As far as Dr. Maurice N. Reid, can recall, no one in his family had ever been an entrepreneur. Yet several years ago, Reid had a burning desire to strike out on his own. He had just been named clinical director of the emergency department at Bon Secours Hospital in Baltimore. He was making good money and was happy with the management and his job. In spite of concerns expressed by some family and friends, Reid quit his job and, in his words, “jumped off a cliff.”
Reid doesn’t recall anyone in his family with the same entrepreneurial drive. He was one of four children who grew up in a middle-class household. His father assembled radar systems for aerospace company Martin Marietta Corp., and his mother was a substitute teacher.
Reid graduated from Howard University in Washington, D.C., in 1995, and from Maryland four years later. He focused on emergency medicine at the medical system until 2003, having been named assistant professor in the department of emergency medicine in 2002. Two years later, he was named clinical director for the emergency department at Bon Secours Hospital.
While he liked his job, Reid wanted to build something on his own. He floated the urgent care idea past friends. “I said, ‘Let’s do this,’” he recalls. “But no one wanted to move on it.”
In fact family members warned him about quitting his job and taking on such a big risk. The risks, they said, were too great, especially since he was married, had a young family and a bright future at the hospital. “But I didn’t see myself being an administrator,” he says.
While others had doubts, Reid’s wife Laverne never questioned the move because she saw his drive and work ethic. He put together a business plan and applied for a Small Business Administration loan. But the agency took too long to make a decision; so Reid moved ahead, hammering out an agreement with a firm specializing in healthcare lending. He came up with additional funds to support the business by tapping the equity in his home. “If I fell on my face, my family still wasn’t going to wind up at the soup kitchen,” he surmised.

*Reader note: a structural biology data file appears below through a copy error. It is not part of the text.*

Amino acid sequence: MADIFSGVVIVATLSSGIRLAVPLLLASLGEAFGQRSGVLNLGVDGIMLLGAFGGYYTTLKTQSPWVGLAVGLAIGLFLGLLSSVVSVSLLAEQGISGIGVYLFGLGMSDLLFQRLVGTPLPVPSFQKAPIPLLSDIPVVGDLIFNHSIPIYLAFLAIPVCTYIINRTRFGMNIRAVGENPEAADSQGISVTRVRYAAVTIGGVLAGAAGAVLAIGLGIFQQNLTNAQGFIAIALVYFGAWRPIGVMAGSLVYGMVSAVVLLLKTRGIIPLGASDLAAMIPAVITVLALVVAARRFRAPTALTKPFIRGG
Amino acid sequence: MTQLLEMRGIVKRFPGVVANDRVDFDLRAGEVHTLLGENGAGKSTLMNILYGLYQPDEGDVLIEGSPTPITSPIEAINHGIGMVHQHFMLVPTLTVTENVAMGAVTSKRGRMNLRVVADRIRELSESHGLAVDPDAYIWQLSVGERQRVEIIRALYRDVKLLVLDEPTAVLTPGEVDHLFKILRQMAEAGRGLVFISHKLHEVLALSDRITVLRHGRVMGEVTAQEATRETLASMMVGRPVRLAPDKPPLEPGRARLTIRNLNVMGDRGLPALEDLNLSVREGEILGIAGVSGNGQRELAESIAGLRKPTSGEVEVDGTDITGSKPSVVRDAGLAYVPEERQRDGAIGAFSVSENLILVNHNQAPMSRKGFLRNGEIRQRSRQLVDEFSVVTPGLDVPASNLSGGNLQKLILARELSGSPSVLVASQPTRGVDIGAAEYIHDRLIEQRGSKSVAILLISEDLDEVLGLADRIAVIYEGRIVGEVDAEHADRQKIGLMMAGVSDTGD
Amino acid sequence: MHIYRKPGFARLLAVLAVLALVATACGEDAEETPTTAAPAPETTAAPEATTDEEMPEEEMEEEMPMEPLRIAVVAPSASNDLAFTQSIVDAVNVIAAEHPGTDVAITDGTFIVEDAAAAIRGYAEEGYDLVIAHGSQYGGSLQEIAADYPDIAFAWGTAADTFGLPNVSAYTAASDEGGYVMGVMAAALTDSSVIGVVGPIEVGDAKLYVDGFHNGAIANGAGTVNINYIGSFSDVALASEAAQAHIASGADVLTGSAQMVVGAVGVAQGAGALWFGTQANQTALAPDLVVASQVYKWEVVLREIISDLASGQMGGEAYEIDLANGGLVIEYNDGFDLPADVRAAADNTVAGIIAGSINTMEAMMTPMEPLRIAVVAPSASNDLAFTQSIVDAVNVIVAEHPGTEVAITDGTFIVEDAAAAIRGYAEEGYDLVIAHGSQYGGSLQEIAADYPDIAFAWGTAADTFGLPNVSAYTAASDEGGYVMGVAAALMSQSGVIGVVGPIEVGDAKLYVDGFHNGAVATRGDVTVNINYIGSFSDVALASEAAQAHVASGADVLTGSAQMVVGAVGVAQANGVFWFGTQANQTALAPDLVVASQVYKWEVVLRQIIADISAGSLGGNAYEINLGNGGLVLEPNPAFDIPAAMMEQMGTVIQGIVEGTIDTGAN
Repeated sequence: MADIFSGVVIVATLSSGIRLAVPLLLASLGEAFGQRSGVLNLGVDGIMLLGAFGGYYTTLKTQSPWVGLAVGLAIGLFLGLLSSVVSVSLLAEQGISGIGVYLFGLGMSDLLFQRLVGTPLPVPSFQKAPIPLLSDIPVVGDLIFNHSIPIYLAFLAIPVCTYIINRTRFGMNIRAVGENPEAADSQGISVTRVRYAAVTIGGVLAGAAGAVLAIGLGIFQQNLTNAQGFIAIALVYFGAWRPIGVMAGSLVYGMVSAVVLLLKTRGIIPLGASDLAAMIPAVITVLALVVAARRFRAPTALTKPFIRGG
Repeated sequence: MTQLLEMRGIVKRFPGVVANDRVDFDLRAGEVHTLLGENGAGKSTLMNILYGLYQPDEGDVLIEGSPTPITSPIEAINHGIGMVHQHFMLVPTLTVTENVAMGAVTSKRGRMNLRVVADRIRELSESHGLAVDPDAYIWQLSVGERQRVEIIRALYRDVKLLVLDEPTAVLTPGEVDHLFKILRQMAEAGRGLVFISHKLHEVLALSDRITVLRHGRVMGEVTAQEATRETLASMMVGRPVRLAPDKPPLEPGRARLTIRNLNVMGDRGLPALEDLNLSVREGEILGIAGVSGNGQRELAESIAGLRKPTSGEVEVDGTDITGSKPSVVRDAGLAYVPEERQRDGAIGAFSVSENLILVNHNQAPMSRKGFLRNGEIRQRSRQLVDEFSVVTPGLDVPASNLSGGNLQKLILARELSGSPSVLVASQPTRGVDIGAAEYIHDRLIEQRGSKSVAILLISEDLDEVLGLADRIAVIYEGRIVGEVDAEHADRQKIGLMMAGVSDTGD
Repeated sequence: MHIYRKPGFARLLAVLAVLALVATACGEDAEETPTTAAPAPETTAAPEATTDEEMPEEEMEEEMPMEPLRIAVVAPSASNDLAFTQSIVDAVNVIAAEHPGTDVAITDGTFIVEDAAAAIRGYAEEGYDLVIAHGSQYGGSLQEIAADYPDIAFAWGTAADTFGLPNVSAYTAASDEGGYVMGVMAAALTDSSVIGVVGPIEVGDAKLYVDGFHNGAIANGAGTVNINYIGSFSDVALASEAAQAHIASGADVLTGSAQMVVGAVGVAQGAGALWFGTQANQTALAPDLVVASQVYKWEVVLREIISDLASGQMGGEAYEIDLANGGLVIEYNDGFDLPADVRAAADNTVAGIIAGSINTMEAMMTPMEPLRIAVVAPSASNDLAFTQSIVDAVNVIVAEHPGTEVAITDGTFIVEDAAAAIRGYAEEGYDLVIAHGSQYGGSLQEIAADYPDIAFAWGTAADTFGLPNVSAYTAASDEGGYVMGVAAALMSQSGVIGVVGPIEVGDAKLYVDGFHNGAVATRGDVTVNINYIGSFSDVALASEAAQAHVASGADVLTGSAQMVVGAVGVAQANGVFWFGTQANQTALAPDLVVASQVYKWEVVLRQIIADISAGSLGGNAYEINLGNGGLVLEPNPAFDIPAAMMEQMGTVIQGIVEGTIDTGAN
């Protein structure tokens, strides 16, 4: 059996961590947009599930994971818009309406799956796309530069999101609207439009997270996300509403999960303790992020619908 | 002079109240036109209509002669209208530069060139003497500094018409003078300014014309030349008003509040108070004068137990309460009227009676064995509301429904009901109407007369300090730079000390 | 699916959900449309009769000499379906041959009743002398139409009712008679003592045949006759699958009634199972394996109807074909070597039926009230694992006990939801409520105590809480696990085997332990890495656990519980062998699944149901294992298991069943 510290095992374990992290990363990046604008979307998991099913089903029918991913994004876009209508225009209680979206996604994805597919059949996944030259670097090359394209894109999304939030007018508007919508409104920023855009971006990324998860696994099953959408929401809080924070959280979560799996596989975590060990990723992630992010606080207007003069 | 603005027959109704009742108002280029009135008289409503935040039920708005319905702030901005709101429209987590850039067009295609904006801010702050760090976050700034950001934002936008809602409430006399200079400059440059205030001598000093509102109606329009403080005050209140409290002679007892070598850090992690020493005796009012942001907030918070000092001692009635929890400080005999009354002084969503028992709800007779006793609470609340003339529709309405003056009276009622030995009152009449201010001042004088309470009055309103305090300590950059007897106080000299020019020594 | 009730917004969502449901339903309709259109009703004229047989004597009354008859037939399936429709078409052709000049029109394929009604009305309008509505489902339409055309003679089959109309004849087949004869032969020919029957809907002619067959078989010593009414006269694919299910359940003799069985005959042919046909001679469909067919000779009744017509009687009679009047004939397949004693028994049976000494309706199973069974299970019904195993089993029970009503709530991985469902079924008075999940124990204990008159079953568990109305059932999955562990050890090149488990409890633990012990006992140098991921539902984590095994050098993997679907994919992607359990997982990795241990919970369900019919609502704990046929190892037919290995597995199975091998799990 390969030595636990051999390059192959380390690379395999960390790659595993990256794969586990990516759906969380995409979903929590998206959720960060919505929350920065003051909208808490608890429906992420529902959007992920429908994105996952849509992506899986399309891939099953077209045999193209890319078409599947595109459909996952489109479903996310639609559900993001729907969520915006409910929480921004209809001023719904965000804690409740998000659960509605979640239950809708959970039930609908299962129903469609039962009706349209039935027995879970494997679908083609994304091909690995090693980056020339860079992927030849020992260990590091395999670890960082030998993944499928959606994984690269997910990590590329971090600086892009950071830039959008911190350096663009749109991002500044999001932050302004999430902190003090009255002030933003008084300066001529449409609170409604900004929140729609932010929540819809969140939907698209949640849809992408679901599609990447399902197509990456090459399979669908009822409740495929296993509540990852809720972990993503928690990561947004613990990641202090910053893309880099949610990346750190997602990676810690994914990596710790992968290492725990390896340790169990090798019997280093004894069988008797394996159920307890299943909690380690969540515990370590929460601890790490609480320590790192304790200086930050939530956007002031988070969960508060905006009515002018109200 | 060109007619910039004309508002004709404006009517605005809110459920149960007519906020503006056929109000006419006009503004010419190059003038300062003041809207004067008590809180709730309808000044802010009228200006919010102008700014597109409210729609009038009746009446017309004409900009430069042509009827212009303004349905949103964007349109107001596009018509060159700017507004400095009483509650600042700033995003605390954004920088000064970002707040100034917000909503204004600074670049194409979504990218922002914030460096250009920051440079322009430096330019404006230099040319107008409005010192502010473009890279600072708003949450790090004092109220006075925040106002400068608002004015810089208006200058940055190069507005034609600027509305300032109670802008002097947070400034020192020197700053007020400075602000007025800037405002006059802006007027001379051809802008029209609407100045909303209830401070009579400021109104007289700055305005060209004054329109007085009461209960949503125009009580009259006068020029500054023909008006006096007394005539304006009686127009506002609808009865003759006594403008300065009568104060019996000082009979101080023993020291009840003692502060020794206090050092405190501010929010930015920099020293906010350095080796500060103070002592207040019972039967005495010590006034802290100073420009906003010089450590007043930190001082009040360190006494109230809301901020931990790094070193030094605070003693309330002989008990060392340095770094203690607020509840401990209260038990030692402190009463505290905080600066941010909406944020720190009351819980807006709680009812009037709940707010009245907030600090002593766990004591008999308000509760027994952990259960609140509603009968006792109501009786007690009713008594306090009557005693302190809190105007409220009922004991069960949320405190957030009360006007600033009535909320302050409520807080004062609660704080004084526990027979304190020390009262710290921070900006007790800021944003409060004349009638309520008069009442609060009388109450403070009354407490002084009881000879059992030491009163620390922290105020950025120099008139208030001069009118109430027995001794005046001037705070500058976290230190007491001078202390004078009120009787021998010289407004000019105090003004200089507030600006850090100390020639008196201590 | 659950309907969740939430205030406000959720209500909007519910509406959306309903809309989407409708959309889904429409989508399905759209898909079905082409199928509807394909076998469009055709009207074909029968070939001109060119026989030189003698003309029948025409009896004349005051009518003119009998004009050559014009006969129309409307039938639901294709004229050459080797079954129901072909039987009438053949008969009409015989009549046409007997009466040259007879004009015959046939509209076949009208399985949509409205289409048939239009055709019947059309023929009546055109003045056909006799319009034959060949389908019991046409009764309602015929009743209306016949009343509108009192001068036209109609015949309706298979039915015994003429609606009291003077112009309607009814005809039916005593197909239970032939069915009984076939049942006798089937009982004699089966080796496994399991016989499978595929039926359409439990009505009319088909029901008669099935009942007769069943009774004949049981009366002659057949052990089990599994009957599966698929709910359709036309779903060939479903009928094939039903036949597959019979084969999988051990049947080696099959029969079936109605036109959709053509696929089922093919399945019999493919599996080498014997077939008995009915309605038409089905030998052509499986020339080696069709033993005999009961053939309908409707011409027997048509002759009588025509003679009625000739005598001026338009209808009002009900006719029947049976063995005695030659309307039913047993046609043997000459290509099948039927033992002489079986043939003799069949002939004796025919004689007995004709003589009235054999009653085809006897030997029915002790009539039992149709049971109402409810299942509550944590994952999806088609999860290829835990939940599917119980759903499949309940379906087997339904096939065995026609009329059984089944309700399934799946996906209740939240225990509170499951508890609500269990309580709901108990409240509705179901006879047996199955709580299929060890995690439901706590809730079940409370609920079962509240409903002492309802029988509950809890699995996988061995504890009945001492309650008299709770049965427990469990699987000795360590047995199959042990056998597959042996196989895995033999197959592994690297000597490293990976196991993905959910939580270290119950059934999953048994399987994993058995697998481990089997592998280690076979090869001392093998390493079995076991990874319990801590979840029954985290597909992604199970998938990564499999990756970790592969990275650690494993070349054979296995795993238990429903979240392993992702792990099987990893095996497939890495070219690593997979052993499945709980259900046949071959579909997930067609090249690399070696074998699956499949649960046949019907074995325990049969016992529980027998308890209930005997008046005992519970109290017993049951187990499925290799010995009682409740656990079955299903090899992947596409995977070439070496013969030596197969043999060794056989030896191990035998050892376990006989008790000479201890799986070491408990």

The grand opening in March 2005 was far from perfect. Local primary care physicians worried that ExpressCare would steal their patients, and they refused to refer patients to the clinics even for minor bumps and bruises that they were too busy to treat. “It was rough,” recalls Reid, who claims he didn’t take a day off over a two to three-year period. “There was very little assistance from local physicians to help me grow my business.”
The center also missed the busy cold and flu season by several weeks. Despite these initial setbacks the business began turning a profit, and Reid opened a second ExpressCare in June 2006, followed by a third in 2007 and a fourth in 2008.
He hopes to add one or two more ExpressCare centers and eventually offer national franchises. Reid believes ExpressCare centers are catching on as insurance companies continue to clamp down on reimbursements. He charges $200 to sew up a laceration while a hospital emergency room charges $1,500 for the same procedure. “We’re saving insurance companies a lot of money,” he says.
Reid has no regrets about leaving the security of the hospital to strike out on his own. “I feel good,” he says. “It’s been risky, but I find myself happier than if I were a mere cog in the wheel.”